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Pólya's conjecture




A hypothesis put forward by the Hungarian mathematician George Pólya (1887–1985) in 1919. A positive integer is said to be of even type if it factorizes into an even number of prime numbers; otherwise it is said to be of odd type. For example, 4, = 2 × 2, is of even type, whereas 18, = 2 × 3 × 3, is of odd type. Let O(n) be the number of odd type and E(n) be the number of even type integers in the first n integers. Pólya's conjecture says that O(n) > E(n) for all n > 2. After the conjecture had been checked for all values of n up to one million, many mathematicians assumed it was probably true. However, in 1942 Ingham came up with an ingenious method to show how a counterexample could be constructed, even though there wasn't enough computing power around at the time to do the necessary calculations. Twenty years later, R. S. Lehman ran Ingham's method on a computer to find a counterexample to Pólya's conjecture at n = 906180359.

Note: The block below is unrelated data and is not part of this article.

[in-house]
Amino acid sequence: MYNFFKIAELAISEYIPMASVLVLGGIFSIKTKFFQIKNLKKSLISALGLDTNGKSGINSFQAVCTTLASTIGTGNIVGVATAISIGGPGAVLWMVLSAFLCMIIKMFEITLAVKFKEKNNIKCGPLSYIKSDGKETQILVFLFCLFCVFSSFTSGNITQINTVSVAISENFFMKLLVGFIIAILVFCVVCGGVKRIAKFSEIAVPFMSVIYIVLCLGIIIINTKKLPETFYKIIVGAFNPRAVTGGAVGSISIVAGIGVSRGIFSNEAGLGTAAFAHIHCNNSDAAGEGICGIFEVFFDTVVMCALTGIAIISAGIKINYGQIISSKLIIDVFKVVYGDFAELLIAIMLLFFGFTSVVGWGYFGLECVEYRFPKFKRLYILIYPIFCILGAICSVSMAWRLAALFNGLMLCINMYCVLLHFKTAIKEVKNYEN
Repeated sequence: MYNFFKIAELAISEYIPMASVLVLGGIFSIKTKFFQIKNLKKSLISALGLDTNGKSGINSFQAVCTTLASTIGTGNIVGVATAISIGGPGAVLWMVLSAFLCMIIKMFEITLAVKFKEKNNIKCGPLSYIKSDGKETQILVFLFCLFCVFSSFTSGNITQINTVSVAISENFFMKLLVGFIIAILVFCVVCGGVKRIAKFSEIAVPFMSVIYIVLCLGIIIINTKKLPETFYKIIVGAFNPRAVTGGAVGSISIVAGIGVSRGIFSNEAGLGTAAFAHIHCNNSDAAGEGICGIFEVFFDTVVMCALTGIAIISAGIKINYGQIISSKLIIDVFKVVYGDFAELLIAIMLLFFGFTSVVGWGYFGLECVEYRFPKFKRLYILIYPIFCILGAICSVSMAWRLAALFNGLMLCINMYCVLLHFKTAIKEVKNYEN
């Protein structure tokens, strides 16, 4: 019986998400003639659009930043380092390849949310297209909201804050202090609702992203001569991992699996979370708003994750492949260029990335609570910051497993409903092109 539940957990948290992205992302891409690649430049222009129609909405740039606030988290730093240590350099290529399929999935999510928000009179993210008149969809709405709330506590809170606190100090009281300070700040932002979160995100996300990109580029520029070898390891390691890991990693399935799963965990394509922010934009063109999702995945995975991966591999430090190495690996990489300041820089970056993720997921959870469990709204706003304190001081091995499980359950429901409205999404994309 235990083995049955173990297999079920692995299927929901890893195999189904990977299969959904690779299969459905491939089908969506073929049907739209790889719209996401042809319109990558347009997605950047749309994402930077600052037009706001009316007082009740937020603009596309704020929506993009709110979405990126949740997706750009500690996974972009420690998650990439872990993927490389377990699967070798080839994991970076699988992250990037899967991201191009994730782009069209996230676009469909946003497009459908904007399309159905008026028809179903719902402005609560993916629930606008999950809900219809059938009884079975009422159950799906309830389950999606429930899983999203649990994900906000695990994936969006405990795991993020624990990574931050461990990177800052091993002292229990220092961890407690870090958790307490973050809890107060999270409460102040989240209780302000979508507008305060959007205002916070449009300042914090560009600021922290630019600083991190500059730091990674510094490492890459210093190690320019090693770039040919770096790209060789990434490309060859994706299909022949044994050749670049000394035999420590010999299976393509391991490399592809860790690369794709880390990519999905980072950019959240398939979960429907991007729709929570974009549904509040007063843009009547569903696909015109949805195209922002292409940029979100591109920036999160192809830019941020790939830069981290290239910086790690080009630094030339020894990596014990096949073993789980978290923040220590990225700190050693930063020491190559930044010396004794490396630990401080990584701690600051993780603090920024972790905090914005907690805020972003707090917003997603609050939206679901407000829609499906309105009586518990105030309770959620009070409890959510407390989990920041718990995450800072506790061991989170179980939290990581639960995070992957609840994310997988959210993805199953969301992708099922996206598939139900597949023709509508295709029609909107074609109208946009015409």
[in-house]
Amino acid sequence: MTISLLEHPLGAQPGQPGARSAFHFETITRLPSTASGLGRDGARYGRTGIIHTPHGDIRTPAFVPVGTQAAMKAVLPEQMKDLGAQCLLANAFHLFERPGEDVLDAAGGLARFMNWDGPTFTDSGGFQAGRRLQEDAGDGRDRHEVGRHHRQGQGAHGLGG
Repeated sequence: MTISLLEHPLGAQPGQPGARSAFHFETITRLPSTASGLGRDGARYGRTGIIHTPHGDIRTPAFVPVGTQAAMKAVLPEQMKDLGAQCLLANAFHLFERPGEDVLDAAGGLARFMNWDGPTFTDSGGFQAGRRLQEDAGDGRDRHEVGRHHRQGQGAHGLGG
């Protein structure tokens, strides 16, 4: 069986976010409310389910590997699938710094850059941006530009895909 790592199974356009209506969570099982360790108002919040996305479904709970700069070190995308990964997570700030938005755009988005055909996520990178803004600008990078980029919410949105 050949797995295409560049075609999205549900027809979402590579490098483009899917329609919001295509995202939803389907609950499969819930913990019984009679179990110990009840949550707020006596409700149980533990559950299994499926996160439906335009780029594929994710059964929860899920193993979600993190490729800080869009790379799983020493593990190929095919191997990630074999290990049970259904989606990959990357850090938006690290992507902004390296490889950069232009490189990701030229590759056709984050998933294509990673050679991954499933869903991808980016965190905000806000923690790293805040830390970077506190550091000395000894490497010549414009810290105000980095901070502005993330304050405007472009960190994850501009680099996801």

Related category

   • PRIME NUMBERS